Referring specifically to the several views, the locomotive boiler 5, upon which is mounted the cab 6, is provided with the steam dome 7 in which is located the throttle valve proper 8. The throttle valve is connected to a crank arm 9, to which is 7 to hold it locked in its'closed position. A connecting member 19 is pivotally secured to the throttle lever 12 and throttle valve rod 10,- and is guided in its movements by a sleeve 15.

A-telescopic section, illustrated in Fig. 2, is provided within the valve rod 10, and is formed with the cylindrical casing 16, to the one end of which is rigidly secured, or formed integral therewith, the attaching end 17. This attaching end is threaded as at 18', and engages the connecting member 19 of the throttle valve lever 12. The remote end of the casing 16 is provided with an apertured end member 22, through which slidably extends the end 20 of the valve rod 10. This end of the valve rod is provided with the enlarged head 21, slidably contained within the casing 16, and normally resting against the inner wall of the end member 22, and so held by the resilient compression spring 23. The ends of this compression spring impinge against the attaching end 17, and against the head 21 of the valve rod, and hold the attaching end 17 and the valve rod head 21 spaced a maximum distance apart, the head 21 being held against the end member 22 with a force greatly in excess of any normal strains which will be :brought to bear upon the throttle valve rod by the actuation of the throttle valve lever and accompanying movements of the throttle valve p'ropen' The rod 10, with its telescopic section, is of such length that with the locomotive boiler heated and expanded, the throttle valve lever 12 may be locked in its closed position and the valve proper closed, without contracting the telescopic section of the throttle valve rod. The contraction of the lever and the throttle valve proper as the expansion of the telescopic section, the head 7 of the valve rod moving up to, and against, the end member 22, thus preventing the opening of the throttle valve proper, and avoiding accidents and wreckage due to such occurrence.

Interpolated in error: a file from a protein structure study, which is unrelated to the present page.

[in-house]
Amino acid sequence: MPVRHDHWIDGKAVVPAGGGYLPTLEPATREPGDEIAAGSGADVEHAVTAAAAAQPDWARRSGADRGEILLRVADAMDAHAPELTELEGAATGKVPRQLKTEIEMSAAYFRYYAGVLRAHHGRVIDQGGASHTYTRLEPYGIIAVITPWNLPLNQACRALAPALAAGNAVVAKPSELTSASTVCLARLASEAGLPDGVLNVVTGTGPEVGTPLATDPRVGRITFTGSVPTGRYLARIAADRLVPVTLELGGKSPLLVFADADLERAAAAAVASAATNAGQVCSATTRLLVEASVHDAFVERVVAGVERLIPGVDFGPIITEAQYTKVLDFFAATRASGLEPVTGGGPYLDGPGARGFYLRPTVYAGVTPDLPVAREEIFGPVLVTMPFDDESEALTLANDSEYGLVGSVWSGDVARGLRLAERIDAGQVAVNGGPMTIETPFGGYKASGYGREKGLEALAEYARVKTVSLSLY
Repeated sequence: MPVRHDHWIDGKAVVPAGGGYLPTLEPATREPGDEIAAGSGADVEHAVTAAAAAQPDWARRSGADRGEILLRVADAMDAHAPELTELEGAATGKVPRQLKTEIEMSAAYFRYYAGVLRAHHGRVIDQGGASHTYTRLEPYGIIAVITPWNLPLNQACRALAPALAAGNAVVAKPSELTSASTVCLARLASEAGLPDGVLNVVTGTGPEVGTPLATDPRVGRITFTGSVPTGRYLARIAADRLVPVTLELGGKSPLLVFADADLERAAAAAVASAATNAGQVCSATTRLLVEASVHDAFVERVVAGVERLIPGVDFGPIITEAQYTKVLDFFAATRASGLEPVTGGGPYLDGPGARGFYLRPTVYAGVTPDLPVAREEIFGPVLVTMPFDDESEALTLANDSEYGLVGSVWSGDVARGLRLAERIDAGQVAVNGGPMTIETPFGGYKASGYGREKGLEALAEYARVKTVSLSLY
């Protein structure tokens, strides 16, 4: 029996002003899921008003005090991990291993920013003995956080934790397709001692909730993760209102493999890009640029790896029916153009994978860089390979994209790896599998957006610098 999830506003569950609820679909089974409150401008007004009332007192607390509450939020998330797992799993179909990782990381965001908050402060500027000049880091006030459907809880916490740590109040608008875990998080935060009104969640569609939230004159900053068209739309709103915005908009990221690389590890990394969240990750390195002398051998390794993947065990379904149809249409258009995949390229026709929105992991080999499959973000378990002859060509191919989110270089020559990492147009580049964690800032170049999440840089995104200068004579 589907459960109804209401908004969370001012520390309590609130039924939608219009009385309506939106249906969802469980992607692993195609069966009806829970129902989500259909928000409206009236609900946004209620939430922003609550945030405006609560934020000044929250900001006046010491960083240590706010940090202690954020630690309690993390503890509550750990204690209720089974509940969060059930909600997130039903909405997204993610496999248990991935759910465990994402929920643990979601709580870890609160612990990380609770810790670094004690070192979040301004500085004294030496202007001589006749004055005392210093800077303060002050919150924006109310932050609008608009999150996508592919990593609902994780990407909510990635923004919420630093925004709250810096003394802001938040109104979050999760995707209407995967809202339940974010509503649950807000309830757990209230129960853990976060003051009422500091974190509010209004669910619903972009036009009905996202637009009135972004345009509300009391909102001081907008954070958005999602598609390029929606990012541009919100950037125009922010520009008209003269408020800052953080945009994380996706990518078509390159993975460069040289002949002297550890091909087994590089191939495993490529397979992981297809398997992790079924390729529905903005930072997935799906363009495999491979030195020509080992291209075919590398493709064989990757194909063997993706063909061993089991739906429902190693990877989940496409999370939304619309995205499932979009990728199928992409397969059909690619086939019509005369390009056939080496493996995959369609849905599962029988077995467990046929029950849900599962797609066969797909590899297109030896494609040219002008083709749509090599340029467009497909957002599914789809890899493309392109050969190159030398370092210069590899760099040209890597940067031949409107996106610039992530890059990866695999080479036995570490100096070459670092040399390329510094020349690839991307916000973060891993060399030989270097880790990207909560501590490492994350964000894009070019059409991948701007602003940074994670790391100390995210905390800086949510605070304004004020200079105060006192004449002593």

What I claim is 1. In combination, a locomotive boiler, a throttle valve supported by said boiler, a throttle valve lever support connected to said boiler and spaced from said" throttle valve, a. throttle valve lever mounted on said support, and a resiliently contractible throttle valve rod extending between, and connected to, said throttle valve lever and throttle valve.

2. In combination, a locomotive boiler, a throttle valve supported by said boiler, a throttle valve lever support connected to said boiler and spaced from said throttle valve, a throttle valve lever mounted on said support, and a resiliently contractible throttle valve rod extending external of said boiler, exposed to atmospheric temperatures, and connected to said throttle valve and throttle valve lever.

Signed at New York, borough of Manhattan, in the county of New York and State of New York, this 16th day of February, A. D. 1916.




Referenced by
Citing PatentFiling datePublication dateApplicantTitle
US2848216 *Jan 11, 1955Aug 19, 1958Mcgurk Alfred NShock absorbing attachment for throttle rods and the like
US3114325 *May 15, 1961Dec 17, 1963Dan G SaferConcrete pump
US3375777 *Jun 16, 1965Apr 2, 1968Techtmann Ind IncBar-type sealer having motoroperated jaw means
US5065723 *Jun 24, 1987Nov 19, 1991Outboard Marine CorporationMarine propulsion device with spark timing and fuel supply control mechanism
U.S. Classification74/491, 74/582, 251/293, 251/80, 403/166, 251/279, 292/DIG.160, 251/77
Cooperative ClassificationY10S292/16, G05G7/02